Nginx maintenance page


#1

I’m having a little trouble getting the Nginx maintenance pages working
as I’d like them to.

I have the following rewrite rule in my Nginx config file:

if (-f /software/shared/system/maintenance.html) {
rewrite ^(.*)$ /system/maintenance.html last;
break;
}

The problem I’m having is that this maintenance page is only showing up
when the Rails application is still running in the background. If I
kill the Rails app I get a 502 Bad Gateway error and checking the Nginx
error log I see that Nginx is asking the mongrels to server the
maintenance file (but they’re not there as the application isn’t
running!)

I’ve copied in my full config below.

Any help would be greatly appreciated!

Arfon

#user nobody;
worker_processes 5;

pid /software/shared/log/nginx.pid;
error_log /software/shared/log/nginx.error.log;

events {
worker_connections 1024;
}

http {
include /software/shared/config/mime.types;
default_type application/octet-stream;

log_format  main  '$remote_addr - $remote_user [$time_local]

$request ’
'"$status" $body_bytes_sent “$http_referer” ’
‘"$http_user_agent" “$http_x_forwarded_for”’;

access_log  /software/shared/log/nginx.access.log  main;
client_body_temp_path /software/shared/nginx/client_temp 1 2;
proxy_temp_path /software/shared/nginx/proxy_temp 1 2;
fastcgi_temp_path /software/shared/nginx/fastcgi_temp 1 2;

sendfile        on;
tcp_nopush      on;
tcp_nodelay     off;

#keepalive_timeout  0;
keepalive_timeout  65;

gzip              on;
gzip_http_version 1.0;
gzip_comp_level   2;
gzip_proxied      any;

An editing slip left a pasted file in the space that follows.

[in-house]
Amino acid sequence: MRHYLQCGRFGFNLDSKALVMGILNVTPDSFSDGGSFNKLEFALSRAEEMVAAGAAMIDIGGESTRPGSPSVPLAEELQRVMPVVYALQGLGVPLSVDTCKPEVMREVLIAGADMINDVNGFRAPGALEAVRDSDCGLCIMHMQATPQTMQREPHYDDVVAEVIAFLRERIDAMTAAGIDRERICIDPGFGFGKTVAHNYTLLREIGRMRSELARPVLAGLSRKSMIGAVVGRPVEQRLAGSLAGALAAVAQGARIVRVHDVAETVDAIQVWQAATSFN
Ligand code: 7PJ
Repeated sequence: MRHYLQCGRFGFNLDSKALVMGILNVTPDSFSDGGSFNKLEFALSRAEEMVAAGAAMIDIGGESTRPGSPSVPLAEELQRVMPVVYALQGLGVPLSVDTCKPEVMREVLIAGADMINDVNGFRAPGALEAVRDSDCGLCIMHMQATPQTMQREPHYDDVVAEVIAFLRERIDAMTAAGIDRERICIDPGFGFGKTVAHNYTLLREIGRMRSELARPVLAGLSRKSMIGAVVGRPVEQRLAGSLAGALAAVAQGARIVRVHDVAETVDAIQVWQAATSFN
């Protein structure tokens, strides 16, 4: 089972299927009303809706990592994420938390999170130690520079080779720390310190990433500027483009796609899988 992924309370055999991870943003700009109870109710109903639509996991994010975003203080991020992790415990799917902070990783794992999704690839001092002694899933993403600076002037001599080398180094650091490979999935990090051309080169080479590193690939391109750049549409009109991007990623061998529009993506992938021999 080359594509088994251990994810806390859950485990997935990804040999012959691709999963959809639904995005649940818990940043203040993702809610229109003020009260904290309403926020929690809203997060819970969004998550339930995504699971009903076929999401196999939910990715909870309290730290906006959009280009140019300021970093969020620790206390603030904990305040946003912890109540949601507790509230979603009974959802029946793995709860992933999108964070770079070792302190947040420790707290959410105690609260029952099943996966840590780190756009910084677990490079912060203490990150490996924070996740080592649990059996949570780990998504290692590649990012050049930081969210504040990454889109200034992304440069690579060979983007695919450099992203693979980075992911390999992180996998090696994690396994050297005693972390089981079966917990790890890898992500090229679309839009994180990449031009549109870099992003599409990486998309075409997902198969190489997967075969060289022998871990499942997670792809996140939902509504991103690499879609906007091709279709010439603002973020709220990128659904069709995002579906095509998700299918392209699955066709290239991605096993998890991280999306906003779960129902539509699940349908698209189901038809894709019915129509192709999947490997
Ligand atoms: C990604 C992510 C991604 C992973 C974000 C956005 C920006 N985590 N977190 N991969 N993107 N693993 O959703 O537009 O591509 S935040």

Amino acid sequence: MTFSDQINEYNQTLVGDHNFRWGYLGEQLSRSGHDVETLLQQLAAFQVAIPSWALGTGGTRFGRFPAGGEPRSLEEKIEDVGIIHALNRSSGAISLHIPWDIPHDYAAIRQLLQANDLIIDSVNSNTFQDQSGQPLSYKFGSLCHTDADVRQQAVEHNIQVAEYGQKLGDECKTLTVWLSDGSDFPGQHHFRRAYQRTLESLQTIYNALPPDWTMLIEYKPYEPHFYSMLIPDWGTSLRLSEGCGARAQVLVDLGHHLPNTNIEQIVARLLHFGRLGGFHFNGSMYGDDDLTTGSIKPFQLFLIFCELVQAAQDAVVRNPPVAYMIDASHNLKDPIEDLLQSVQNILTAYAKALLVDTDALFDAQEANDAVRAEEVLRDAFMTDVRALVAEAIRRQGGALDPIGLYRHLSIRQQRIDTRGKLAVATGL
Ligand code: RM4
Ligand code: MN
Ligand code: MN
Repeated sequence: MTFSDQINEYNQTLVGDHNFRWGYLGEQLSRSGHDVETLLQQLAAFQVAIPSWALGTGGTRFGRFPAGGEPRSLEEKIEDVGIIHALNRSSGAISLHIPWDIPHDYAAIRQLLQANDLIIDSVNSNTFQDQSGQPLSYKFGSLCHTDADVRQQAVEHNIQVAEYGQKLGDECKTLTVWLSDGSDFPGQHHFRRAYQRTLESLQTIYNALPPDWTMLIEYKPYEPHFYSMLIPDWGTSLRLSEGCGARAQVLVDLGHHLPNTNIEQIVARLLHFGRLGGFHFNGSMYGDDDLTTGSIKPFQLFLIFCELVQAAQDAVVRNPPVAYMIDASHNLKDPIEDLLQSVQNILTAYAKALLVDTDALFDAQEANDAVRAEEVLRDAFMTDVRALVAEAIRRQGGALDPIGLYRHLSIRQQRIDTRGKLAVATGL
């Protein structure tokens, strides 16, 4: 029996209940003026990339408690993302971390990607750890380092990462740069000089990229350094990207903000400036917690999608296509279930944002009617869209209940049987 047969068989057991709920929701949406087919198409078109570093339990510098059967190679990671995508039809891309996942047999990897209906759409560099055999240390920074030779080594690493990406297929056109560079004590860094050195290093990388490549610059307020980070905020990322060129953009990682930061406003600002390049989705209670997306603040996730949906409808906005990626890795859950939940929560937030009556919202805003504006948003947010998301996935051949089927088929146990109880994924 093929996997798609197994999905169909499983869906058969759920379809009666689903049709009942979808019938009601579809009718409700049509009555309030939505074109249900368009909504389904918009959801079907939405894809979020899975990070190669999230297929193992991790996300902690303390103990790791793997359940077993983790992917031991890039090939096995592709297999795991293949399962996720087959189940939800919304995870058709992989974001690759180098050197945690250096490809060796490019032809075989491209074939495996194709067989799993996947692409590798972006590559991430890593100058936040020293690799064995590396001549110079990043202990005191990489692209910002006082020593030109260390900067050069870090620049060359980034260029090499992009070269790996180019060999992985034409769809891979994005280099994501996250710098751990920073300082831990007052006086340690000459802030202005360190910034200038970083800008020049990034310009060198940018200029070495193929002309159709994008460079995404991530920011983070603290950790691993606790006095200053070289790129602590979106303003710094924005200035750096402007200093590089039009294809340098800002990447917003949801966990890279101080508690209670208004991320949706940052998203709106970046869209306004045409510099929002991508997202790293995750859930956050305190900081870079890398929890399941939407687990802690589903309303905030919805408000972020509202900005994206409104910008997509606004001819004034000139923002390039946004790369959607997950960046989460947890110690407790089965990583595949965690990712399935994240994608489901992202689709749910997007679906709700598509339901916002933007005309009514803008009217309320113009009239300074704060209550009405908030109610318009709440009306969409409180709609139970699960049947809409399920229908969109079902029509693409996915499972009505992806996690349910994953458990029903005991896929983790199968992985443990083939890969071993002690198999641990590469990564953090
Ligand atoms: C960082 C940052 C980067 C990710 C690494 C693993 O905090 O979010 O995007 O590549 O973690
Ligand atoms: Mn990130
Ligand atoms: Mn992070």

gzip_types        text/plain text/html text/css

application/x-javascript text/xml application/xml application/xml+rss
text/javascript;

  upstream mongrel {
  server myapp.com:6641;
  server myapp.com:6642;
  server myapp.com:6643;
  server myapp.com:6644;
  server myapp.com:6645;
}
server {
    listen       6640;
    client_max_body_size 50M;
    root /software/shared/system;

    #access_log  log/host.access.log  main;
    rewrite_log on;

    if (-f /software/shared/system/maintenance.html) {
      rewrite  ^(.*)$  /system/maintenance.html last;
      break;

    }

   location / {

      # needed to forward user's IP address to rails
      proxy_set_header  X-Real-IP  $remote_addr;

      root   html;
      index  index.html index.htm;

      # needed for HTTPS
      proxy_set_header  X-Forwarded-For $proxy_add_x_forwarded_for;
      proxy_set_header Host $http_host;
      proxy_redirect false;
      proxy_max_temp_file_size 0;

      # If the file exists as a static file serve it directly

without
# running all the other rewite tests on it
if (-f $request_filename) {
break;
}

      # this is the meat of the rails page caching config
      # it adds .html to the end of the url and then checks
      # the filesystem for that file. If it exists, then we
      # rewite the url to have explicit .html on the end
      # and then send it on its way to the next config rule.
      # if there is no file on the fs then it sets all the
      # necessary headers and proxies to our upstream mongrels
      if (-f $request_filename.html) {